Who do you find yourself being compared to or are often put together with in reading lists or book clubs?
Well, let’s see, my heroine has been compared to Cordelia from Buffy and to Betsy Taylor from Mary Janice Davidson’s wonderful Undead and Unwed series, which tickles me! When I look at Barnes & Noble and Amazon.com, they put my books together with those of Rachel Caine, Nancy Collins, P.C. and Kristin Cast, Richelle Mead, Chloe Neill. Good company!
What writers do you wish would be in your “clique”? (It doesn’t have to be in your genre….doesn’t even have to be living! For example, I’d pick Alice Hoffman, Jodi Picoult, Sarah Dessen, Oscar Wilde, Stephenie Meyer, Meg , Stephen King and Joan Didion).
Christopher Moore, Janet Evanovich, Sarah Strohmeyer, Meg Cabot, Sharyn McCrumb, Joshilyn Jackson.
If someone was going to join your book club, what would be a “must read” in order to join?
I’m a huge fan of voice. Joshilyn Jackson, who I mentioned above, is a fantastic example, her Gods of Alabama, particularly. In that novel, she alternates fun chapters from the present with darker chapters from the past and manages to make it all work amazingly well. Sharyn McCrumb is amazing because she writes such wonderfully literary novels with her Ballad series and such laugh-out-loud funny books with her Elizabeth MacPherson mysteries…I’m just in awe of anything she does.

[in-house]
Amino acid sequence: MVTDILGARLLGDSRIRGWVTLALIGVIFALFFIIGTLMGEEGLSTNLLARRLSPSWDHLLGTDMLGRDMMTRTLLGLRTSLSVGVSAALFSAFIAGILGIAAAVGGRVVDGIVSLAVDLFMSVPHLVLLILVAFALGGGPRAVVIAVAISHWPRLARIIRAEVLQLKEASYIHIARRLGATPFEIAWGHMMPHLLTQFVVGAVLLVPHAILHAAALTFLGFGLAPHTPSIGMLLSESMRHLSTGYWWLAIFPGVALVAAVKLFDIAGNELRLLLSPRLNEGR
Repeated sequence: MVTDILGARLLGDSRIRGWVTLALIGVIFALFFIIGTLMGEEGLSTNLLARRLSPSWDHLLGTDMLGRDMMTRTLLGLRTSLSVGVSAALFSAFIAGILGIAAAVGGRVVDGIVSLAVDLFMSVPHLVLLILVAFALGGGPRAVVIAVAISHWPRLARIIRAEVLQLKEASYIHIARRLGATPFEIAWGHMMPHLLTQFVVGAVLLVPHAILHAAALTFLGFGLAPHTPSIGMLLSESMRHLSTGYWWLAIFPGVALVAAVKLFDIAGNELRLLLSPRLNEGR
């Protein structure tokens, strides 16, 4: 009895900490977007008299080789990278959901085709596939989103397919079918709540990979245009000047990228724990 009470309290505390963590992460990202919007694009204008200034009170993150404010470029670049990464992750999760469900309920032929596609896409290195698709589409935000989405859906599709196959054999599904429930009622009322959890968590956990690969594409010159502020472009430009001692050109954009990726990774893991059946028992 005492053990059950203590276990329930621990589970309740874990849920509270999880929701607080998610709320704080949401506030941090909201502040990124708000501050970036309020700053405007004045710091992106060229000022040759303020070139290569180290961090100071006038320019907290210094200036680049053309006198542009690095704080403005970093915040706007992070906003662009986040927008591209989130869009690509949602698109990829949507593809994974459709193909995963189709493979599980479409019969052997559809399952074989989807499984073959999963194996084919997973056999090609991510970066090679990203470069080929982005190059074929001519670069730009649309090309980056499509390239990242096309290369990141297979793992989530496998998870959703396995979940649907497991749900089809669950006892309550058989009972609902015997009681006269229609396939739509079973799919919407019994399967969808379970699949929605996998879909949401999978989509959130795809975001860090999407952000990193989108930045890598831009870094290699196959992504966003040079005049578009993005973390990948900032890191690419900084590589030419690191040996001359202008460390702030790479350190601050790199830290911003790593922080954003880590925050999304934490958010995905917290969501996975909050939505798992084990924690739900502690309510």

What was your “initiation” to writing?
My fifth grade teacher, Mr. Hart was awesome. I think that English was where his heart really lay, because he divided the whole class into writing groups that we sat in full time. Every day he gave us a free writing assignment, and for fifteen minutes our pens were not allowed to stop moving, even if all we had to say was, “Nothing at all.” Then he’d often randomly chose stories to be read aloud or break us into our groups to read and critique. It was fascinating to see how differently each of us would spin off from the first line or topic he’d given us. It was also really good training for a future writer, because you learned how to both take and offer advice and how to revise.
When did you first feel that you’d officially joined the “published writers’ club”?
I worked on our high school literary magazine and had some pieces published in there, but that never felt truly real to me. It wasn’t until I sold my first short story and actually held a check in my hand (only $25, but still) that I felt like an official, published writer.
What was your best/worst memory of high school?